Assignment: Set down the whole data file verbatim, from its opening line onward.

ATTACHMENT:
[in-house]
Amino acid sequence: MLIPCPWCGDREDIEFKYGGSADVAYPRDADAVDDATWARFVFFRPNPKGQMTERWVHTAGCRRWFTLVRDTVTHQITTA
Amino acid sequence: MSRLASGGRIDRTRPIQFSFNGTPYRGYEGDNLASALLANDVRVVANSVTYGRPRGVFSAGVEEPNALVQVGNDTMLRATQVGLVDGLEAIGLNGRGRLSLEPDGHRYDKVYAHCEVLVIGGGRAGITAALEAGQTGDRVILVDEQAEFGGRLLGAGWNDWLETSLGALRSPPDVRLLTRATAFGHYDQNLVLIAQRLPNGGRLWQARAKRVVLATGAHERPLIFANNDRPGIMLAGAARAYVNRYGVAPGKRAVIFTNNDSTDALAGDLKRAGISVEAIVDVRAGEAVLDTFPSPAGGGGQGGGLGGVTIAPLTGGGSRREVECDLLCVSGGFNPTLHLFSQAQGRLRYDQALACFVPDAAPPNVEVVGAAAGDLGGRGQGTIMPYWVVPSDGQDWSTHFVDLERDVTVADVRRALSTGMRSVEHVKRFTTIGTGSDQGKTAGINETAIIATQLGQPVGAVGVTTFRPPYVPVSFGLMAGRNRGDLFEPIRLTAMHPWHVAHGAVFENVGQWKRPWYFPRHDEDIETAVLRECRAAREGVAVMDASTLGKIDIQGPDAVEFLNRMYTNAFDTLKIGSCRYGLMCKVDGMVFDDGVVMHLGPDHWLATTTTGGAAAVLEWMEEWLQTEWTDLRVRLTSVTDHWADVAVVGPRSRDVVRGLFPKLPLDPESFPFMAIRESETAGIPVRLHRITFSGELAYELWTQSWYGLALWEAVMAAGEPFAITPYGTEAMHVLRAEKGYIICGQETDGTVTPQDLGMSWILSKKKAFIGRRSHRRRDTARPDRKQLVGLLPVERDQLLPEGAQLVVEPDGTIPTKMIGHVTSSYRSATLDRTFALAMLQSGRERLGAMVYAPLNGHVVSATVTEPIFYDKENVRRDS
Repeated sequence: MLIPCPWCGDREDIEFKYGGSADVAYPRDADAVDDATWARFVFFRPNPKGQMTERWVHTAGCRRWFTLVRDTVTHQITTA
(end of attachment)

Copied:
[in-house]
Amino acid sequence: MLIPCPWCGDREDIEFKYGGSADVAYPRDADAVDDATWARFVFFRPNPKGQMTERWVHTAGCRRWFTLVRDTVTHQITTA
Amino acid sequence: MSRLASGGRIDRTRPIQFSFNGTPYRGYEGDNLASALLANDVRVVANSVTYGRPRGVFSAGVEEPNALVQVGNDTMLRATQVGLVDGLEAIGLNGRGRLSLEPDGHRYDKVYAHCEVLVIGGGRAGITAALEAGQTGDRVILVDEQAEFGGRLLGAGWNDWLETSLGALRSPPDVRLLTRATAFGHYDQNLVLIAQRLPNGGRLWQARAKRVVLATGAHERPLIFANNDRPGIMLAGAARAYVNRYGVAPGKRAVIFTNNDSTDALAGDLKRAGISVEAIVDVRAGEAVLDTFPSPAGGGGQGGGLGGVTIAPLTGGGSRREVECDLLCVSGGFNPTLHLFSQAQGRLRYDQALACFVPDAAPPNVEVVGAAAGDLGGRGQGTIMPYWVVPSDGQDWSTHFVDLERDVTVADVRRALSTGMRSVEHVKRFTTIGTGSDQGKTAGINETAIIATQLGQPVGAVGVTTFRPPYVPVSFGLMAGRNRGDLFEPIRLTAMHPWHVAHGAVFENVGQWKRPWYFPRHDEDIETAVLRECRAAREGVAVMDASTLGKIDIQGPDAVEFLNRMYTNAFDTLKIGSCRYGLMCKVDGMVFDDGVVMHLGPDHWLATTTTGGAAAVLEWMEEWLQTEWTDLRVRLTSVTDHWADVAVVGPRSRDVVRGLFPKLPLDPESFPFMAIRESETAGIPVRLHRITFSGELAYELWTQSWYGLALWEAVMAAGEPFAITPYGTEAMHVLRAEKGYIICGQETDGTVTPQDLGMSWILSKKKAFIGRRSHRRRDTARPDRKQLVGLLPVERDQLLPEGAQLVVEPDGTIPTKMIGHVTSSYRSATLDRTFALAMLQSGRERLGAMVYAPLNGHVVSATVTEPIFYDKENVRRDS
Repeated sequence: MLIPCPWCGDREDIEFKYGGSADVAYPRDADAVDDATWARFVFFRPNPKGQMTERWVHTAGCRRWFTLVRDTVTHQITTA